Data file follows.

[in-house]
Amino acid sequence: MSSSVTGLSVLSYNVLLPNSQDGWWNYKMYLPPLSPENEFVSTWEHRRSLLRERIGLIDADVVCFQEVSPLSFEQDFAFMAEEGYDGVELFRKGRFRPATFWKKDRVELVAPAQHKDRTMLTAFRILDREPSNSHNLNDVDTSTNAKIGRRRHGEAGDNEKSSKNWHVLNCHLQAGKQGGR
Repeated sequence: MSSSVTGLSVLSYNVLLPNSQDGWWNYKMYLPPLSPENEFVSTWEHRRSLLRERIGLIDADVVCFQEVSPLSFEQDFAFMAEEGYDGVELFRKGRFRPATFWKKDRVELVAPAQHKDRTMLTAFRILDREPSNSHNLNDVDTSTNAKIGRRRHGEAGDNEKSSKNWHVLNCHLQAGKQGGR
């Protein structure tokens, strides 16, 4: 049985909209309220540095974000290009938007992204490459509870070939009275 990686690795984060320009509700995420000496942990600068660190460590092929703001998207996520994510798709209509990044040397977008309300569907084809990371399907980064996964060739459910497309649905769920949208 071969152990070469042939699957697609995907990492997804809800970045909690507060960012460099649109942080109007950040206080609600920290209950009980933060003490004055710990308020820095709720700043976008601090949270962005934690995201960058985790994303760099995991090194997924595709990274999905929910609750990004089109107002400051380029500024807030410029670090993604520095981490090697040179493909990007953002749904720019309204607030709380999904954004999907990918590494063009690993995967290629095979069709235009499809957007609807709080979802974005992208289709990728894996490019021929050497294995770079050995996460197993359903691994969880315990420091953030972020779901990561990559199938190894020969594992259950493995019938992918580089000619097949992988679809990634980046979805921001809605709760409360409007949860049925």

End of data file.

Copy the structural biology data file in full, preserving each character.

[in-house]
Amino acid sequence: MSSSVTGLSVLSYNVLLPNSQDGWWNYKMYLPPLSPENEFVSTWEHRRSLLRERIGLIDADVVCFQEVSPLSFEQDFAFMAEEGYDGVELFRKGRFRPATFWKKDRVELVAPAQHKDRTMLTAFRILDREPSNSHNLNDVDTSTNAKIGRRRHGEAGDNEKSSKNWHVLNCHLQAGKQGGR
Repeated sequence: MSSSVTGLSVLSYNVLLPNSQDGWWNYKMYLPPLSPENEFVSTWEHRRSLLRERIGLIDADVVCFQEVSPLSFEQDFAFMAEEGYDGVELFRKGRFRPATFWKKDRVELVAPAQHKDRTMLTAFRILDREPSNSHNLNDVDTSTNAKIGRRRHGEAGDNEKSSKNWHVLNCHLQAGKQGGR
């Protein structure tokens, strides 16, 4: 049985909209309220540095974000290009938007992204490459509870070939009275 990686690795984060320009509700995420000496942990600068660190460590092929703001998207996520994510798709209509990044040397977008309300569907084809990371399907980064996964060739459910497309649905769920949208 071969152990070469042939699957697609995907990492997804809800970045909690507060960012460099649109942080109007950040206080609600920290209950009980933060003490004055710990308020820095709720700043976008601090949270962005934690995201960058985790994303760099995991090194997924595709990274999905929910609750990004089109107002400051380029500024807030410029670090993604520095981490090697040179493909990007953002749904720019309204607030709380999904954004999907990918590494063009690993995967290629095979069709235009499809957007609807709080979802974005992208289709990728894996490019021929050497294995770079050995996460197993359903691994969880315990420091953030972020779901990561990559199938190894020969594992259950493995019938992918580089000619097949992988679809990634980046979805921001809605709760409360409007949860049925």